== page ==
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Flipper's Burden

WE'RE all for dolphins. Last month we called for an end to purse-seine tuna fishing - a practice that brutally kills hundreds of dolphins every day in the Eastern Tropical Pacific. But we aren't convinced that dolphins frolicking with tourists are exploited, as a spate of recent stories suggests. An article on Page 1 of the New York Times last week on the ``contemptible'' use of bottlenose dolphins at a handful of resort parks in Florida and Hawaii seemed like a slow-news summer story. ``Concerns'' were raised. Maybe the dolphins will begin to feel stress. The article wasn't clear on this. We soon forgot it.

Or thought we had. That night CBS repeated the story - having sent a film crew to catch porpoises hard at work giving rides in the water. Did that smile hide a tear? Next day National Public Radio was prominently quoting a marine biologist who was quite sure the whole bottlenose business was ``a modern day slave trade.''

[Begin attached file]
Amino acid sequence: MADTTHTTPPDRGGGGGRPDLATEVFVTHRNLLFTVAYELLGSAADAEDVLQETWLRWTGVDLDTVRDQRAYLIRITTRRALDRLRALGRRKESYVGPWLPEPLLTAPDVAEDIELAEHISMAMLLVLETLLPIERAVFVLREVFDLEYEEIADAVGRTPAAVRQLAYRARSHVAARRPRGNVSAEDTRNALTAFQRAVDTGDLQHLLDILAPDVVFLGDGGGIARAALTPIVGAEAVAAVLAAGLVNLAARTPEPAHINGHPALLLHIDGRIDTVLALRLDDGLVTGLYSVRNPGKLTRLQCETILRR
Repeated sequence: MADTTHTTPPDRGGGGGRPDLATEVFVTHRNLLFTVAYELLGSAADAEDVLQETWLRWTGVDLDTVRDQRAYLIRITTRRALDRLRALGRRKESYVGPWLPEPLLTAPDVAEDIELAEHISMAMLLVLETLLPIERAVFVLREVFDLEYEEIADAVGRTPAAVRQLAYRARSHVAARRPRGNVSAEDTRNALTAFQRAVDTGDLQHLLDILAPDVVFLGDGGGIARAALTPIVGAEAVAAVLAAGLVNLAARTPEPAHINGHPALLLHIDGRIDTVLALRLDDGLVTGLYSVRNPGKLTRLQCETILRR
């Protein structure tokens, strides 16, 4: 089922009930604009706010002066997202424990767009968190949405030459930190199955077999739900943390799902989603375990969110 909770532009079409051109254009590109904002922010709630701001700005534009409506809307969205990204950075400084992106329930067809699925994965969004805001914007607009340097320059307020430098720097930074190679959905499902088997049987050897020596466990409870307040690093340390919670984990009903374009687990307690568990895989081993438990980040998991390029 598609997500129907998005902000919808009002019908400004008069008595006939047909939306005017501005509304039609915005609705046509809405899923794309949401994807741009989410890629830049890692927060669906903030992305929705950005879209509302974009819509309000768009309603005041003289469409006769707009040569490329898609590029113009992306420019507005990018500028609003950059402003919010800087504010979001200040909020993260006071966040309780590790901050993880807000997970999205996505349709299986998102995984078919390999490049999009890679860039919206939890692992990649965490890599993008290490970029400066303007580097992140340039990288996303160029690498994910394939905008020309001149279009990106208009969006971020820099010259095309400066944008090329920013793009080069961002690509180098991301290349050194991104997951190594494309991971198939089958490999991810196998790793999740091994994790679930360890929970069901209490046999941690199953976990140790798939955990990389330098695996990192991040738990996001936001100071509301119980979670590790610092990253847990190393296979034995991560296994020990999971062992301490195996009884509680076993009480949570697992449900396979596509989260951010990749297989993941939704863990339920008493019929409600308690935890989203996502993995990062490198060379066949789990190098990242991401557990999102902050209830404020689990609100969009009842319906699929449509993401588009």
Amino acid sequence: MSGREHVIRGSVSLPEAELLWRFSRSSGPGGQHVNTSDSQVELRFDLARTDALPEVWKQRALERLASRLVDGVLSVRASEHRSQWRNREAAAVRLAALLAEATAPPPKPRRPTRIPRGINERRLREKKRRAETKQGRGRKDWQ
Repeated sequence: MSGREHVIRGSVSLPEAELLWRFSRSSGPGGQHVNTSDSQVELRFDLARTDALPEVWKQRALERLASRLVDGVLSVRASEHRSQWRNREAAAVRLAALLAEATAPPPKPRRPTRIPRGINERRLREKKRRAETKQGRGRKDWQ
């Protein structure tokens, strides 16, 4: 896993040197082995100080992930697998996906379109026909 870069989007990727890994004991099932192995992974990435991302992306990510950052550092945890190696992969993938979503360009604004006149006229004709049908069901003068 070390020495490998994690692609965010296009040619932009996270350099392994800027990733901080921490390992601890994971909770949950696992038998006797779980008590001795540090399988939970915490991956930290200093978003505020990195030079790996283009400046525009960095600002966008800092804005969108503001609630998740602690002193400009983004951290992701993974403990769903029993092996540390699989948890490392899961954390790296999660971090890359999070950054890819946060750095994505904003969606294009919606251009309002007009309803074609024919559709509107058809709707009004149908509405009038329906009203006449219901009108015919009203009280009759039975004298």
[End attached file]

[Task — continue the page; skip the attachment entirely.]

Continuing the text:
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Have the media flip-pered?

In fact, the longer you look at it, the fuzzier the story gets. Worry over the dolphins' health seems exaggerated. Only two out of hundreds have actually died, and for reasons unrelated to swimming with people. Concern that the bottlenose population is imperiled is overblown as well. There are millions of dolphins in the wild. Since 1973, the resorts have captured only 500.

Their trainers truly love them. That's not hard. Contact with these intelligent creatures only furthers appreciation of them. Who knows how many kids (and adults) who played with a dolphin for an hour will add their voice and donations to groups working to protect marine mammals? Maybe Flipper even knows it. Anyone asked him or her?

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